Marjolijn de Wit; Pots Are Not People, 2015
Photo-based imagery in combination with raw, glazed, or photo-printed ceramic pieces to explore ideas of future archeology, the interpretation of history, and our relationship with nature and the built environment. De Wit’s ceramics evade specific clarification and instead hover between authentic remnants and evocative constructed objects. The artist inserts her counterfeit pieces onto encyclopedic images of vast landscapes, suggesting the subversion of history through archeological analysis.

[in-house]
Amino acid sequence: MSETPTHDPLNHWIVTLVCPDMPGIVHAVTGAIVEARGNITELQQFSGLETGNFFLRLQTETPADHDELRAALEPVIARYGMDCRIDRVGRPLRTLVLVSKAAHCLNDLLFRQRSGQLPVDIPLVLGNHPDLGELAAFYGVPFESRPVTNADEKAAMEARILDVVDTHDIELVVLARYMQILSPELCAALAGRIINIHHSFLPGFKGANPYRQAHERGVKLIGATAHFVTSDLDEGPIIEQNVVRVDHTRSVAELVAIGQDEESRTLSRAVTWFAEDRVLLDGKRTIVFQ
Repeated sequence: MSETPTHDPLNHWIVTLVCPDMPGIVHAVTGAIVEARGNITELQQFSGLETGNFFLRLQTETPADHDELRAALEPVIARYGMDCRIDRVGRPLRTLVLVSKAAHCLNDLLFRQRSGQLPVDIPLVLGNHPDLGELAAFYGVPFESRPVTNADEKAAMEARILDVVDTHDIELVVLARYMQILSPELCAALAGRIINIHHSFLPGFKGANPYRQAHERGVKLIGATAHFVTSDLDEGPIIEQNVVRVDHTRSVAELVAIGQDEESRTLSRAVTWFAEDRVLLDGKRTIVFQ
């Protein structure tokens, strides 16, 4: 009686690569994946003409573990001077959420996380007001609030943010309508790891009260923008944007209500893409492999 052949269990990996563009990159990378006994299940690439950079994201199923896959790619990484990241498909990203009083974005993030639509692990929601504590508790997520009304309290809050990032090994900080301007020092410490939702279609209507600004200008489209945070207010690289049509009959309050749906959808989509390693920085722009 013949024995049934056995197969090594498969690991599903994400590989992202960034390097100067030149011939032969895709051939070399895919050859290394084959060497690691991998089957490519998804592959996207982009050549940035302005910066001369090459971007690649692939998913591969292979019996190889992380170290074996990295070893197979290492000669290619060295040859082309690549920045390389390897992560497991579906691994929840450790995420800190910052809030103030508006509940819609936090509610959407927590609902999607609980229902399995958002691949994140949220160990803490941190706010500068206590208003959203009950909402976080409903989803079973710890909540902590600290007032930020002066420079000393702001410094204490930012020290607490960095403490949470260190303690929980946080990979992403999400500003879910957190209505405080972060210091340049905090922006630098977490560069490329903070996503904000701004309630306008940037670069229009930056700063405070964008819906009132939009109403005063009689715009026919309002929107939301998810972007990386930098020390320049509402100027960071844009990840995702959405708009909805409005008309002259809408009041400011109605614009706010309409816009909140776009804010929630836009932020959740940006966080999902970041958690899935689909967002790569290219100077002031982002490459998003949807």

The title of this book refers to Carol Kramer’s 1977 article “Pots and Peoples”. Kramer, a leading figure in ethno-archeology, posits that “ethnicity is a complex social identity that does not generally leave clear markers in the archaeological record”, a statement which acts as a catalyst for de Wit’s oeuvre. The artist’s fabricated remnants play homage to Kramer’s sentiment that archeological discoveries signify diverse and complex notions of economy and locale, as opposed to assuming a more static idea of culture. De Wit’s ceramic components reference contemporary architecture as well as evoking the ancient and historicized. Ultimately, her collaged aesthetic fuses modern and traditional materials to concoct a meta-archeological compendium of our modern world. By providing only pieces of a whole, the artist shifts between historical purveyor and visual trickster, leaving us to imagine not only her conjured histories, but also how others will eventually imagine ours.